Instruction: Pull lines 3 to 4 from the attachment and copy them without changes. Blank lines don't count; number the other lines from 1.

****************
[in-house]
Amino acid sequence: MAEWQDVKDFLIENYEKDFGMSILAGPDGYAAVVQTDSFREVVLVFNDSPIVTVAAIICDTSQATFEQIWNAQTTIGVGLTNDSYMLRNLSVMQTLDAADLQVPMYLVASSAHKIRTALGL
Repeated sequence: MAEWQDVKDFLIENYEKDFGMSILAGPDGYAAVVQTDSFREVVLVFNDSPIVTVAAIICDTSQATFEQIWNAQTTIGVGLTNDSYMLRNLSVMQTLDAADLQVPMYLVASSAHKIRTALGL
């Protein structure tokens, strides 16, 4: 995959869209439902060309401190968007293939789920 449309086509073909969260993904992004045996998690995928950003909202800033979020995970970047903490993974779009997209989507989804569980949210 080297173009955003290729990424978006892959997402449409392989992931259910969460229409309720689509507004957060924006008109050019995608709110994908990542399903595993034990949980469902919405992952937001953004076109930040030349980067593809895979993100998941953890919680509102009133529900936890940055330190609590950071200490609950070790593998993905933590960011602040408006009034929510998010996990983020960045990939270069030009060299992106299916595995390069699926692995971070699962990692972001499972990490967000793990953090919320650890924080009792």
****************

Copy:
Repeated sequence: MAEWQDVKDFLIENYEKDFGMSILAGPDGYAAVVQTDSFREVVLVFNDSPIVTVAAIICDTSQATFEQIWNAQTTIGVGLTNDSYMLRNLSVMQTLDAADLQVPMYLVASSAHKIRTALGL
């Protein structure tokens, strides 16, 4: 995959869209439902060309401190968007293939789920 449309086509073909969260993904992004045996998690995928950003909202800033979020995970970047903490993974779009997209989507989804569980949210 080297173009955003290729990424978006892959997402449409392989992931259910969460229409309720689509507004957060924006008109050019995608709110994908990542399903595993034990949980469902919405992952937001953004076109930040030349980067593809895979993100998941953890919680509102009133529900936890940055330190609590950071200490609950070790593998993905933590960011602040408006009034929510998010996990983020960045990939270069030009060299992106299916595995390069699926692995971070699962990692972001499972990490967000793990953090919320650890924080009792």